What to Expect Physically After a Car Accident and How to Recover

What to Expect Physically After a Car Accident and How to Recover

On average, there are approximately 6 million car accidents a year in the United States. That comes out to over 16,000 a day.

A lot goes through your head after you’ve been in a car accident. You’re worried about your car and your insurance rates. You’re glad that worse didn’t happen.

You might not be thinking much about the state of your body. If you’re in shock, you might even think you got out of the accident unscathed. However, in a couple of hours or days, uncomfortable symptoms can set in, and it’s best that you know what you’re experiencing before things get worse.

We’re here to talk about what to expect physically after a car accident and the steps you should take for a full recovery. Read on to find out more.

What to Expect Physically After a Car Accident

It’s not uncommon to feel sore after a car accident. The sudden jerks and bumps from the collision probably made your muscles tense up. But what about pain or discomfort that exceeds light soreness?


Whiplash is not uncommon after car crashes, especially if you were struck from the side or rear. Your neck muscles may have strained so much during the accident that you now have trouble turning your head. In some instances, what may at first appear to be severe whiplash can actually turn out to be a dislocation in the upper spine.

Facial or surface-level injuries 

Surface-level injuries can occur if your face or other body parts struck the steering wheel or other parts of the car. These are usually noticeable right away, especially if they cause bleeding or broken bones. However, you might also notice bruising or mild lacerations from your seatbelt.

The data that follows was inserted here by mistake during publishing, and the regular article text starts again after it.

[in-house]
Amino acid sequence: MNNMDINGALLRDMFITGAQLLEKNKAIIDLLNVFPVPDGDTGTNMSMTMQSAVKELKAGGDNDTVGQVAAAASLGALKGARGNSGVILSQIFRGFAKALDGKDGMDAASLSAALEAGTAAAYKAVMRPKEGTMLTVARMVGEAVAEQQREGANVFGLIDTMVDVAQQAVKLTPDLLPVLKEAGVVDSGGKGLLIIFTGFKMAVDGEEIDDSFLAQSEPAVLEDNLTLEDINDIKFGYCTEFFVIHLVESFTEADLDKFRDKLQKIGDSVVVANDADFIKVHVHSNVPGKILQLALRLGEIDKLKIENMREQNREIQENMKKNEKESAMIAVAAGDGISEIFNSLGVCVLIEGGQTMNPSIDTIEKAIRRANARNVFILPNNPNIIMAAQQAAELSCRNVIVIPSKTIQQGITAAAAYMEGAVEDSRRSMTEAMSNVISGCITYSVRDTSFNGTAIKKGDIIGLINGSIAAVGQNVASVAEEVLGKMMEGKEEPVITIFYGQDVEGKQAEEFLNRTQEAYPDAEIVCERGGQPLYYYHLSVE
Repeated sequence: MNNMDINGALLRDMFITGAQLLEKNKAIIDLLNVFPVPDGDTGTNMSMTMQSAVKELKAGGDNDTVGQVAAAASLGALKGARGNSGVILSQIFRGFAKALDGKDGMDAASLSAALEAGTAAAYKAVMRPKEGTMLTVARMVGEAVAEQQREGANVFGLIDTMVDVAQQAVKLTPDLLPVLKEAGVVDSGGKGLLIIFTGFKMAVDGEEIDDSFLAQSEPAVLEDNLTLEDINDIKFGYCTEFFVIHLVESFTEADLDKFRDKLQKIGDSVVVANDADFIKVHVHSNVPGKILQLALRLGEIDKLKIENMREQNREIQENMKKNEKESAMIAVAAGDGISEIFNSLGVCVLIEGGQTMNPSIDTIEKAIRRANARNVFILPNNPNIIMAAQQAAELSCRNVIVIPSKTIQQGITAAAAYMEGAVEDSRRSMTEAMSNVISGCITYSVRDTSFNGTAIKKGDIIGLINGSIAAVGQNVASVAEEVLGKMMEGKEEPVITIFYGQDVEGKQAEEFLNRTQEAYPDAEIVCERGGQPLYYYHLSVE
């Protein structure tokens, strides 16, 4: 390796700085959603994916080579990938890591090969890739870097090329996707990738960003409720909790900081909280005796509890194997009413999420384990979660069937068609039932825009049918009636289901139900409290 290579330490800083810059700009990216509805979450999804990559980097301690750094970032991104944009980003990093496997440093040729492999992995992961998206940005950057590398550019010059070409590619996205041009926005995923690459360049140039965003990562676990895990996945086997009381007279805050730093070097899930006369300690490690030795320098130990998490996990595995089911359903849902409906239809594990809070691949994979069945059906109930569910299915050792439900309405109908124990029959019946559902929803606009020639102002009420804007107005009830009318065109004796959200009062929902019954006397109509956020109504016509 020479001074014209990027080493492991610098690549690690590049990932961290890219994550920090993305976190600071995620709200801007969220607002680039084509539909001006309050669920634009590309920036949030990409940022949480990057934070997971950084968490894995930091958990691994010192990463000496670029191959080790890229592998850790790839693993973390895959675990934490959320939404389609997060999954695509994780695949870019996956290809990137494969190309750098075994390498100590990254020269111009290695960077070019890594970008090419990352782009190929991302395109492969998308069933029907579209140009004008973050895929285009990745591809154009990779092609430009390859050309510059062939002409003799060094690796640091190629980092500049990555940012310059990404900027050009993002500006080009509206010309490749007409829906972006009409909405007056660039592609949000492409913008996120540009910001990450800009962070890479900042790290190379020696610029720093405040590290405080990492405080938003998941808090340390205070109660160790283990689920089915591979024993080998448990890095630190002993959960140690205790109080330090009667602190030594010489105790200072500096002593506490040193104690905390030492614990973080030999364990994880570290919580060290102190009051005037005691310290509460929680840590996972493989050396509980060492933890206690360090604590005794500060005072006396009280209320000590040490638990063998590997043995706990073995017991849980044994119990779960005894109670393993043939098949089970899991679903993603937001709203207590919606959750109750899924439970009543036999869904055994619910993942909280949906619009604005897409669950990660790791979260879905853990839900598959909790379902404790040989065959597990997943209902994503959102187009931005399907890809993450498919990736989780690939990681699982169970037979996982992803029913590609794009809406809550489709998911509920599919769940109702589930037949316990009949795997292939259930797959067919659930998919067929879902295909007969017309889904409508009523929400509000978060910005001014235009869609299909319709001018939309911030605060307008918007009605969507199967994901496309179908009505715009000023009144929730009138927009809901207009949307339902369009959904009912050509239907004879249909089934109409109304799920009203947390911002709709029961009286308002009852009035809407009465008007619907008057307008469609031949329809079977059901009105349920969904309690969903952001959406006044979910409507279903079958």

Collarbone and rib injuries 

Collarbone and rib injuries can also result from the sudden weight of your body against the seatbelt. This is especially true if your seatbelt locked in response to the sudden motion, which most are designed to do.

Brain injuries and head trauma 

Brain injuries and head trauma can be hard to identify but should be taken very seriously. Concussions are not uncommon after bad car accidents. If you find that you are tired, dizzy, or nauseous in the days and weeks after the accident occurred, don’t write it off.

Spinal Cord Damage

Spinal cord damage occurs when the discs along your spine are dislocated or your backbones are fractured. Spinal cord injuries can be particularly traumatic, as they can lead to a permanent loss of feeling in the lower extremities.

Internal Injuries

Some internal injuries cause immediate, noticeable pain. However, you may not always feel that kind of damage right away. Untreated internal injuries can lead to internal bleeding.

Signs of internal bleeding include dizziness or fainting, abdominal pain or swelling, and even seizures.

How to Recover After a Car Accident

At the very least, you should take it easy in the days after a car accident. If you’ve endured minor injuries, you may want to take over the counter painkillers or hot baths for the pain. If you have any cuts or scrapes, make sure to clean and bandage them properly to avoid infection.

No matter what, it’s not a bad idea to see a doctor after a car accident. They will be able to check for things like concussions or internal injuries that you may not notice right away on your own.

For severe injuries, consider finding a doctor who specializes in post-accident treatment. Look for specialized medical care at Injured Call Today.

Don’t ignore any strange or unusual symptoms that you experience after a car accident. Seek treatment immediately.

Take Care of Yourself After Car Accident Trauma

Car accidents can damage your car, your wallet, your body, and your mental health. Know what to expect physically after a car accident and never hesitate to seek help after experiencing something traumatic.

For more on wellness, check out the rest of the tips and tricks on our blog. Self-care is an important part of the healing process.

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